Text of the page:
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Divorce Resolution Guidance by AGB Lawyers

When a couple begins to have marital difficulties, it may not be easy to stay under the same roof. If one spouse asks the other to leave, do the other actually have to go away?

Let’s start with the type of relationship. There are two basic situations:

  • The couple has had a formal marriage ceremony or
  • It is common law, where both parties have lived together for several years but no formal ceremony was held.
Legal Marriage

Under the Ontario Family Law Act, couples who are formally married live in what is termed the matrimonial home. That is a special term for married couples. The law says that both parties have an equal right to possession of the matrimonial home. This is valid until a formal agreement is reached and signed that designates the specific spouse that will be entitled to the home, or until a court order is issued declaring one party to have exclusive possession.

If one of these things happens, it usually contains provisions for the non-residential spouse to return for a specific purpose (like retrieving personal effects) on an agreed-upon date and time.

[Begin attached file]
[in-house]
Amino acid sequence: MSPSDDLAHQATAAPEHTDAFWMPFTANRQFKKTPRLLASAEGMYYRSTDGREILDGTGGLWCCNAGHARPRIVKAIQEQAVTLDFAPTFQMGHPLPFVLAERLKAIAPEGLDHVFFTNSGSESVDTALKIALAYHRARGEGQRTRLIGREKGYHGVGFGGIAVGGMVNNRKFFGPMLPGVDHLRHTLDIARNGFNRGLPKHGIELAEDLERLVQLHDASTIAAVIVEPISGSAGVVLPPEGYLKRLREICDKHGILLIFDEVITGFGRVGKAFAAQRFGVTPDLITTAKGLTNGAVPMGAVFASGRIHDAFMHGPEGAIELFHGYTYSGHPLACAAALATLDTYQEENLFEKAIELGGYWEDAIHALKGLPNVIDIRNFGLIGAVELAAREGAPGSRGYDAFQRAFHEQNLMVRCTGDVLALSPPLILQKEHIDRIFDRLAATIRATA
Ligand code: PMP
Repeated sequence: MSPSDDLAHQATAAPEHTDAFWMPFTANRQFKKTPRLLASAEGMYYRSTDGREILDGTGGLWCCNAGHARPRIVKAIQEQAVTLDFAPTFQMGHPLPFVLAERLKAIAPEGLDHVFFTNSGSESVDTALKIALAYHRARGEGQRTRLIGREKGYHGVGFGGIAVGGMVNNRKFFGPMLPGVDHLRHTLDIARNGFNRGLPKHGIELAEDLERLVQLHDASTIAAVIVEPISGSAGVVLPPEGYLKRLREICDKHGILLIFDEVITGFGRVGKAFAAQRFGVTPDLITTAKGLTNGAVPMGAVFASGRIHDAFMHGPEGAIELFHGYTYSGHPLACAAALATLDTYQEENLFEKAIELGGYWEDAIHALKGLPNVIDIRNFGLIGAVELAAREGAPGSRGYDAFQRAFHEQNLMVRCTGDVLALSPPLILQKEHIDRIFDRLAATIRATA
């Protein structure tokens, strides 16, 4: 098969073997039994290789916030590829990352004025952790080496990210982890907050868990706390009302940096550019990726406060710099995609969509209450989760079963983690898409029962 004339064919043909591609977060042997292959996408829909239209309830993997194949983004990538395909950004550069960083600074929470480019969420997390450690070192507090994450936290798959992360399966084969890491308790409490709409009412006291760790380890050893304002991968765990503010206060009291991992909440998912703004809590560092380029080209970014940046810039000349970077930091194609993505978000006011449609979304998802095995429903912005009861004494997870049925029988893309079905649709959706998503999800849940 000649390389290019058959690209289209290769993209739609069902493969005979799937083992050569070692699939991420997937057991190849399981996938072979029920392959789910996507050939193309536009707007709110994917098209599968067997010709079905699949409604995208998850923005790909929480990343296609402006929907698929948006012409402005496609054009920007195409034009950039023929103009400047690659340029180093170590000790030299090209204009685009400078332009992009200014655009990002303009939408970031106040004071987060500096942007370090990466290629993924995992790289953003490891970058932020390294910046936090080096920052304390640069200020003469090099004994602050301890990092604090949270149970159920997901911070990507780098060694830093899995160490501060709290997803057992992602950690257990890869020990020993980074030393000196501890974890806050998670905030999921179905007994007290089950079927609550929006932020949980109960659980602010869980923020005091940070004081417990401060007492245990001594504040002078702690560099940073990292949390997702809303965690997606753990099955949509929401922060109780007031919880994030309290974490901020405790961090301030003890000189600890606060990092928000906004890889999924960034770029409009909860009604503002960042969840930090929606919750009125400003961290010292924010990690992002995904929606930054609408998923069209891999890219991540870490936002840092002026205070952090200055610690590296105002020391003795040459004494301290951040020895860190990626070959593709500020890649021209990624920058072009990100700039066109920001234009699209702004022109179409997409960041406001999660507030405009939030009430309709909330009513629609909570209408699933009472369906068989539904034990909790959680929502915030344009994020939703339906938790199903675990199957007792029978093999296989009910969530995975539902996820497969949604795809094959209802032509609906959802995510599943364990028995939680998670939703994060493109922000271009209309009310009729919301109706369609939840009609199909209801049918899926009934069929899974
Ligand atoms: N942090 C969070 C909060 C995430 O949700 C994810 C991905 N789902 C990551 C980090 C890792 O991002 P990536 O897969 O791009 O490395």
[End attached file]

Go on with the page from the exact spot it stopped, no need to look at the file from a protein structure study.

It also does not mean that the spouse still residing in the home has any right to do anything with any of the possessions, nor can that person still in possession mortgage or sell the home. Everything has to stay “as is” until the separation and divorce is all settled.

Common-Law Marriage

Now, if there was no ceremony and the parties are common-law spouses, things are a little different. In that case, the home belongs to whichever person bought and owns it, the person who is listed as the registered owner. Under the Family Law Act (FLA), common-law spouses do not share any property rights outside of their title rights.

Under the FLA, there are some circumstances where the departing spouse can have a right to stay, but these are exceptions and can only happen with a court order. Each case is looked at separately and a unique decision is made by the Court. Exceptions also exist in cases of dependency or special need.


When a marriage is so broken that the parties are separating, there are laws that govern whether one spouse can force the other to leave the home. If the couple is officially married, they both own the residence and they are each entitled to live there regardless of who is on the title. If it is a common-law relationship, the titleholder owns the home and has possessory rights to it. Each couple’s situation is different and a court order may be needed to confirm who is entitled to what, including the home.

The best protection against this situation is a well-drafted cohabitation agreement or marriage contract before there is a problem along with a good dose of legal advice.